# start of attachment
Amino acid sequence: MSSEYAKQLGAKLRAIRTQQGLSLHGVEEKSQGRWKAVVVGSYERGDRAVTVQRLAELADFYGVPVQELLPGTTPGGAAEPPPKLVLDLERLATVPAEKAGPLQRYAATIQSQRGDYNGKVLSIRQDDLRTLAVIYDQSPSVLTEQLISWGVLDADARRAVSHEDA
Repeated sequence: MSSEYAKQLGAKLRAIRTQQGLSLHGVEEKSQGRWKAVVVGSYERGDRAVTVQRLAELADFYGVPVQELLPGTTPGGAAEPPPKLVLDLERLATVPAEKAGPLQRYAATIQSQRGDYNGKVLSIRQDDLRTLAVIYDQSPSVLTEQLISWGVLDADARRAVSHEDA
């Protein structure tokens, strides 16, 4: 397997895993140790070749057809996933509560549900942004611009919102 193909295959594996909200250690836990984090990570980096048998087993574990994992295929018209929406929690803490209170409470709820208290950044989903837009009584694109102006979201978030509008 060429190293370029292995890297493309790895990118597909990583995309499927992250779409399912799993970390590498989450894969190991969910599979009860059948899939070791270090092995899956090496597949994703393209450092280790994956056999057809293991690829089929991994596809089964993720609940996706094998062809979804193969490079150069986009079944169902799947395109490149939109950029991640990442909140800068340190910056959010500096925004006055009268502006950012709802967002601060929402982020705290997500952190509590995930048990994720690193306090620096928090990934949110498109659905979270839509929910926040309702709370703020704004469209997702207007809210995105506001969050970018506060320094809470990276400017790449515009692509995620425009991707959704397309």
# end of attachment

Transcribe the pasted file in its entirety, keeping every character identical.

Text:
Amino acid sequence: MSSEYAKQLGAKLRAIRTQQGLSLHGVEEKSQGRWKAVVVGSYERGDRAVTVQRLAELADFYGVPVQELLPGTTPGGAAEPPPKLVLDLERLATVPAEKAGPLQRYAATIQSQRGDYNGKVLSIRQDDLRTLAVIYDQSPSVLTEQLISWGVLDADARRAVSHEDA
Repeated sequence: MSSEYAKQLGAKLRAIRTQQGLSLHGVEEKSQGRWKAVVVGSYERGDRAVTVQRLAELADFYGVPVQELLPGTTPGGAAEPPPKLVLDLERLATVPAEKAGPLQRYAATIQSQRGDYNGKVLSIRQDDLRTLAVIYDQSPSVLTEQLISWGVLDADARRAVSHEDA
């Protein structure tokens, strides 16, 4: 397997895993140790070749057809996933509560549900942004611009919102 193909295959594996909200250690836990984090990570980096048998087993574990994992295929018209929406929690803490209170409470709820208290950044989903837009009584694109102006979201978030509008 060429190293370029292995890297493309790895990118597909990583995309499927992250779409399912799993970390590498989450894969190991969910599979009860059948899939070791270090092995899956090496597949994703393209450092280790994956056999057809293991690829089929991994596809089964993720609940996706094998062809979804193969490079150069986009079944169902799947395109490149939109950029991640990442909140800068340190910056959010500096925004006055009268502006950012709802967002601060929402982020705290997500952190509590995930048990994720690193306090620096928090990934949110498109659905979270839509929910926040309702709370703020704004469209997702207007809210995105506001969050970018506060320094809470990276400017790449515009692509995620425009991707959704397309």